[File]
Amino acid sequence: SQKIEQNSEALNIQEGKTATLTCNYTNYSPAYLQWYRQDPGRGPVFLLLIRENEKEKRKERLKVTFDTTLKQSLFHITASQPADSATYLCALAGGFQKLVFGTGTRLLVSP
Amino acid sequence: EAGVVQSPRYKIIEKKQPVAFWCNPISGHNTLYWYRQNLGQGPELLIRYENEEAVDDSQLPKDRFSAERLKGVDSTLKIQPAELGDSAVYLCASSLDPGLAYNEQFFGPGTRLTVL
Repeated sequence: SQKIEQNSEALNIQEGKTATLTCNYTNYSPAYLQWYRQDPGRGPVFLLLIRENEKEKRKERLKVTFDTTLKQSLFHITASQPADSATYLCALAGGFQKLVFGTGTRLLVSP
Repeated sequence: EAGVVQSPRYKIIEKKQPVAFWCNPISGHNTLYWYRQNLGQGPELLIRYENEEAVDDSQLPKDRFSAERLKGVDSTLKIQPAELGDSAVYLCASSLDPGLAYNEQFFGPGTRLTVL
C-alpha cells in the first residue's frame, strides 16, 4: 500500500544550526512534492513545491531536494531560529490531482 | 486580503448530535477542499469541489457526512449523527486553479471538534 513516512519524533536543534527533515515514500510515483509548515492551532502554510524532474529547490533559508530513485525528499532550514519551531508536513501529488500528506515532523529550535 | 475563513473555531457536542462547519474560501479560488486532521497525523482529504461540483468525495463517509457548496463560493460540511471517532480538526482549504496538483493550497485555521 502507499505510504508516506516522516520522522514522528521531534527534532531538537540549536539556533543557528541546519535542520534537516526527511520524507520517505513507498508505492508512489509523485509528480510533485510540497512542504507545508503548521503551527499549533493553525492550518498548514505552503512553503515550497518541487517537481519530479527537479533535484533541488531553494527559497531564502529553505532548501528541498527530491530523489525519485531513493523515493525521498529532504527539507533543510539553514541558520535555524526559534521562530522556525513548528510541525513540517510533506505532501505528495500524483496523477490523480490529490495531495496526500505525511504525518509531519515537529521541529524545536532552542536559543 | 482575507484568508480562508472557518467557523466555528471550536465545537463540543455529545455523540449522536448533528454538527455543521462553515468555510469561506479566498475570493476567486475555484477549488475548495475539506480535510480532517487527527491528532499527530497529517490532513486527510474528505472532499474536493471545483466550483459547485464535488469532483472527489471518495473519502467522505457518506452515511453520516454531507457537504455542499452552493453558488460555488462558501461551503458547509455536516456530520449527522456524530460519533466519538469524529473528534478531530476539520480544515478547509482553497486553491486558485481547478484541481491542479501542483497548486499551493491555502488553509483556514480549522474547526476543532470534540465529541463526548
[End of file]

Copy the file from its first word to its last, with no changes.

Amino acid sequence: SQKIEQNSEALNIQEGKTATLTCNYTNYSPAYLQWYRQDPGRGPVFLLLIRENEKEKRKERLKVTFDTTLKQSLFHITASQPADSATYLCALAGGFQKLVFGTGTRLLVSP
Amino acid sequence: EAGVVQSPRYKIIEKKQPVAFWCNPISGHNTLYWYRQNLGQGPELLIRYENEEAVDDSQLPKDRFSAERLKGVDSTLKIQPAELGDSAVYLCASSLDPGLAYNEQFFGPGTRLTVL
Repeated sequence: SQKIEQNSEALNIQEGKTATLTCNYTNYSPAYLQWYRQDPGRGPVFLLLIRENEKEKRKERLKVTFDTTLKQSLFHITASQPADSATYLCALAGGFQKLVFGTGTRLLVSP
Repeated sequence: EAGVVQSPRYKIIEKKQPVAFWCNPISGHNTLYWYRQNLGQGPELLIRYENEEAVDDSQLPKDRFSAERLKGVDSTLKIQPAELGDSAVYLCASSLDPGLAYNEQFFGPGTRLTVL
C-alpha cells in the first residue's frame, strides 16, 4: 500500500544550526512534492513545491531536494531560529490531482 | 486580503448530535477542499469541489457526512449523527486553479471538534 513516512519524533536543534527533515515514500510515483509548515492551532502554510524532474529547490533559508530513485525528499532550514519551531508536513501529488500528506515532523529550535 | 475563513473555531457536542462547519474560501479560488486532521497525523482529504461540483468525495463517509457548496463560493460540511471517532480538526482549504496538483493550497485555521 502507499505510504508516506516522516520522522514522528521531534527534532531538537540549536539556533543557528541546519535542520534537516526527511520524507520517505513507498508505492508512489509523485509528480510533485510540497512542504507545508503548521503551527499549533493553525492550518498548514505552503512553503515550497518541487517537481519530479527537479533535484533541488531553494527559497531564502529553505532548501528541498527530491530523489525519485531513493523515493525521498529532504527539507533543510539553514541558520535555524526559534521562530522556525513548528510541525513540517510533506505532501505528495500524483496523477490523480490529490495531495496526500505525511504525518509531519515537529521541529524545536532552542536559543 | 482575507484568508480562508472557518467557523466555528471550536465545537463540543455529545455523540449522536448533528454538527455543521462553515468555510469561506479566498475570493476567486475555484477549488475548495475539506480535510480532517487527527491528532499527530497529517490532513486527510474528505472532499474536493471545483466550483459547485464535488469532483472527489471518495473519502467522505457518506452515511453520516454531507457537504455542499452552493453558488460555488462558501461551503458547509455536516456530520449527522456524530460519533466519538469524529473528534478531530476539520480544515478547509482553497486553491486558485481547478484541481491542479501542483497548486499551493491555502488553509483556514480549522474547526476543532470534540465529541463526548